The other day I was cleaning my garage and discovered a box of old clothes and toys from my childhood.
This is the box every adult is bestowed by their mother when they move into their first house—“Here, now this can take up space in your garage, kiddo!”
A container cluttered full of fabric, paper and rubber soled memories of firsts: first shoes, first finger paintings, first onesies, first bottles, first dance recital costumes.
Deep beneath the layers of nostalgia, I found my first codependence, my blankie—tattered strings of yarn faded white, pink and blue. The knots I had built like a sailor in the faux satin border. I cradled it, wrapped the silky knots around my fingers just as I had done as a girl, and I kissed it to my nose. The smell, a potpourri of popcorn, vanilla and baby powder still discernible below the dust and 26 years of imprisonment in a plastic Tupperware container.
For a few minutes, I was harnessed within the safety of the tethered relationship I had with this ‘shmata’ (as my grandmother would say in Yiddish). It was my first crutch; my armor to hide behind when I felt threatened or compromised.
As I stood there, making out with my memory, I remembered how I broke up with my blankie for good.
I was seven years old. My father and I traveled to California to spend the weekend on our sailboat. When we arrived, I realized I had forgotten my beloved shmata. I was devastated.
I tried using the musty scent of the wool blanket on my berth to soothe my grief; it didn’t help. I sucked my middle and ring finger as I did when I held my blankie close every night; it didn’t help either.
I ached for it, and then, something happened. I woke up one morning and I forgot about it. I didn’t need it anymore. I was okay.
I realized I had no control if the boogie monster attacked me with or without it. I didn’t need it, I just needed myself.
Despite my insurmountable courage, I still get scared of the uncharted waters that consistently beckon me to sail in a new direction. Although I know, all I need is me, I crave a blankie in the times when life crests and the winds gusts.
When I feel uneasy or I sense a lack of control, I yearn for a sheath of protection and support.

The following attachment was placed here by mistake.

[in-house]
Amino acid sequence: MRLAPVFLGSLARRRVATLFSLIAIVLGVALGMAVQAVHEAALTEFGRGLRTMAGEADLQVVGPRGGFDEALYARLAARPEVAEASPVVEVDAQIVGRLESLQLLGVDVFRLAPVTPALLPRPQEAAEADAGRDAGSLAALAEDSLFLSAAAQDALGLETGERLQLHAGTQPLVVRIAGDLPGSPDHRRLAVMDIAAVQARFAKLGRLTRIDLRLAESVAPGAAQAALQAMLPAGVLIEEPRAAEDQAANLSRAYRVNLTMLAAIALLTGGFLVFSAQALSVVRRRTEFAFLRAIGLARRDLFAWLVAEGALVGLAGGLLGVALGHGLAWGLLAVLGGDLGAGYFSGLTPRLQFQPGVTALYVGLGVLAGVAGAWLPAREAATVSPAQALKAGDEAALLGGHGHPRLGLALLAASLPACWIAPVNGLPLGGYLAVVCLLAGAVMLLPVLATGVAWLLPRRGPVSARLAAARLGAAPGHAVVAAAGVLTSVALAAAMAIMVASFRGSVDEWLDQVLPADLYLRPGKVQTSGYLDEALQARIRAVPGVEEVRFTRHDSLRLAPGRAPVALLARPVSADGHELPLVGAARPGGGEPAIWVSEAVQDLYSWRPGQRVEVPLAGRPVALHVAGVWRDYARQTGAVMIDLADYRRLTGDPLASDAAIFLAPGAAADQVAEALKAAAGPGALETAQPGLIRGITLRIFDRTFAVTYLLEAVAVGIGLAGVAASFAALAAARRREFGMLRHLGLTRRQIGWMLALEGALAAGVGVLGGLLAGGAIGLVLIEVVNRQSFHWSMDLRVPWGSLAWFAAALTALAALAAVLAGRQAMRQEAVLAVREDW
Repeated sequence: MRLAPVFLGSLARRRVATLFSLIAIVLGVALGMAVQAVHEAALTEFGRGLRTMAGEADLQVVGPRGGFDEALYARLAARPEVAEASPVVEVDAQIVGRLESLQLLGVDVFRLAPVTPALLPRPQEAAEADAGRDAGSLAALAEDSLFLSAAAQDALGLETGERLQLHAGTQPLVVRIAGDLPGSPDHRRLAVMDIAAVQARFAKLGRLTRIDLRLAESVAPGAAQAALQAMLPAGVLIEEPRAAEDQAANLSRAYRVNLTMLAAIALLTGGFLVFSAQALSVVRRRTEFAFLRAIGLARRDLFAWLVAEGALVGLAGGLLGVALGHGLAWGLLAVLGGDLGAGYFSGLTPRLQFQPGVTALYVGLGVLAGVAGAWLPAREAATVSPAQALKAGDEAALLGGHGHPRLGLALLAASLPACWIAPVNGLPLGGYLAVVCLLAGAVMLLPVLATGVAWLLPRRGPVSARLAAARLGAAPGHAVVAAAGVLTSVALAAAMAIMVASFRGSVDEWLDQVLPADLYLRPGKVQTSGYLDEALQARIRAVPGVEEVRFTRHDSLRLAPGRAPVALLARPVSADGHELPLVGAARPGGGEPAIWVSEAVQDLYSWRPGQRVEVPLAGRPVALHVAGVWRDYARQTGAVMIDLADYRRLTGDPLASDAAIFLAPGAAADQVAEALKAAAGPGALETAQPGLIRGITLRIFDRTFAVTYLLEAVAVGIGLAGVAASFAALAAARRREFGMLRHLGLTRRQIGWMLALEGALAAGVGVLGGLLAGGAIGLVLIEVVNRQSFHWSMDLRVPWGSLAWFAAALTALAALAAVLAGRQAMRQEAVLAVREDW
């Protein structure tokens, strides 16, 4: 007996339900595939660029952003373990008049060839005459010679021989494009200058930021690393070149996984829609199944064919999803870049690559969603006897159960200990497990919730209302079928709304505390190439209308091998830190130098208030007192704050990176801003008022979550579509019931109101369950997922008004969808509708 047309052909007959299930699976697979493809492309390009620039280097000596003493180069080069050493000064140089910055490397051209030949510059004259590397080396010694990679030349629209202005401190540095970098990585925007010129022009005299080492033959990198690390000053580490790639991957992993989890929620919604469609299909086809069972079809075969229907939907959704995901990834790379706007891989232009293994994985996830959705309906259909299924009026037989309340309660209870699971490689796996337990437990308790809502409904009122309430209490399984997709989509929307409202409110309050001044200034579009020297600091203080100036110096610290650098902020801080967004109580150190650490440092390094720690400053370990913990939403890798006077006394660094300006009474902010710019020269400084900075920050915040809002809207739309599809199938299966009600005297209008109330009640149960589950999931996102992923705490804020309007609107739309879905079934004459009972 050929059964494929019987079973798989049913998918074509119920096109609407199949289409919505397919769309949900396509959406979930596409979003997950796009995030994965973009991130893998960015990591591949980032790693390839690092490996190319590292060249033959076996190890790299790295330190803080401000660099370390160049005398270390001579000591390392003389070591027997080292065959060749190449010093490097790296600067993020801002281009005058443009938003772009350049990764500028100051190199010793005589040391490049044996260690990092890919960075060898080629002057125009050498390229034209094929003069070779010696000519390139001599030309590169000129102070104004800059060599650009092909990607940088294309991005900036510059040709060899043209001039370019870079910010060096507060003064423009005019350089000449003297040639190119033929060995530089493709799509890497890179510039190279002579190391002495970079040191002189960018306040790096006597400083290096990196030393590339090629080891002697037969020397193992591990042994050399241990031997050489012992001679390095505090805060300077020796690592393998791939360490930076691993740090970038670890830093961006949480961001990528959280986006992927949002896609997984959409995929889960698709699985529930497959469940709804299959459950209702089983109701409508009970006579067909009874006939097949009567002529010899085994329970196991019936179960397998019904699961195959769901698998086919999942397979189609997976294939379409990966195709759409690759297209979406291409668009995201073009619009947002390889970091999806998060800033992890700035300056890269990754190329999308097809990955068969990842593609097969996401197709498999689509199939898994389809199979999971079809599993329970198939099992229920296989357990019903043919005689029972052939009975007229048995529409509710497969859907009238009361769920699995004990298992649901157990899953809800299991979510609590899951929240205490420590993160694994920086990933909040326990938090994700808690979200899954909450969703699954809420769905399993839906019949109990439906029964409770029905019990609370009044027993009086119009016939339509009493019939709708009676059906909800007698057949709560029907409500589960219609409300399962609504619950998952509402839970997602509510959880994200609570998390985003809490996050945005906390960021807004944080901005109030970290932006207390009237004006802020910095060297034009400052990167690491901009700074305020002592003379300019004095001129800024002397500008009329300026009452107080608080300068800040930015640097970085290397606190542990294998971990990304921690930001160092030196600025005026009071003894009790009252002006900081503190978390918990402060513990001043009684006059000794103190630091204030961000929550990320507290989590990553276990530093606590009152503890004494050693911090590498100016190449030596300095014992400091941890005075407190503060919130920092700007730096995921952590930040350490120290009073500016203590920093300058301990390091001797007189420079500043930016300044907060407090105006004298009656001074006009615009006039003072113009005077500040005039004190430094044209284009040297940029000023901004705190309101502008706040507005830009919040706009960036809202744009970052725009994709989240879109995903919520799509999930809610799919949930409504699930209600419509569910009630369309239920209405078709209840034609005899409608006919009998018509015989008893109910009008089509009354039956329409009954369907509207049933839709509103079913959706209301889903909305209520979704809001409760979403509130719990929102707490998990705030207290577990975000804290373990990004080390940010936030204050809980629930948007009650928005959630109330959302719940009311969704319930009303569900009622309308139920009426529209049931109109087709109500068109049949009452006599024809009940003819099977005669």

Sometimes, I find my blankie in a person made of chenille, who cloaks me with warmth and covers me in familiarity. In my yoga practice, as it exhales the fear from my mind and calms my trepidation. Or, in a book, a teacher, or the advice from a friend who nurtures the unsettling feeling in my gut.
I snuggle in close, as I inhale the comfort right out of them. Yet, I know that no one nor any thing can make me feel safe and secure—only I can.
I am my own blankie.
However, I have come to expect the strong current of humanness that overwhelms my heart and always tries to sweep me away.
I accept that I will always have the desire to pacify the pangs of fear that attempt to consume my belly, steal my hunger and ravage my mind.
I’ve learned to allow myself to cuddle without clinging for dear life. I appreciate the comfort these connections offer, yet I am extremely careful not to attach to their illusive refuge.
A blankie never lasts forever; we outgrow it. Inevitably, we leave our blankie, our people, our things behind because we acknowledge the truth—we only have ourselves.
We must learn how to cope and self soothe in the storm of uncertainty and change, that is life.
When we decide to rest within ourselves, we discover we hold the greatest power there is—the invincible power of choice.
I left my blankie at home that day by choice; I didn’t forget it. Until yesterday, 26 years later, I hadn’t seen it or needed its salvation.
It is a myth we need people or objects to make us feel as if we have control over our lives. We don’t have any control, we never have and we never will.
All we have is choice.
I always have a choice in everything I do. Choice prevails over control.
I’ve made a choice, the most important choice. I don’t need a person to be my blankie, because I am my person. I was at seven and I am now at 33.
As I placed my blankie back into the coffin of the past, my daughter asked, “That was your blankie? It’s just like mine, huh?”
I replied, “Yes, just like yours.”
One day, she won’t need hers either, and maybe she will learn earlier than I did: blankie or no blankie, she is all she will ever need, just her and her freedom of choice.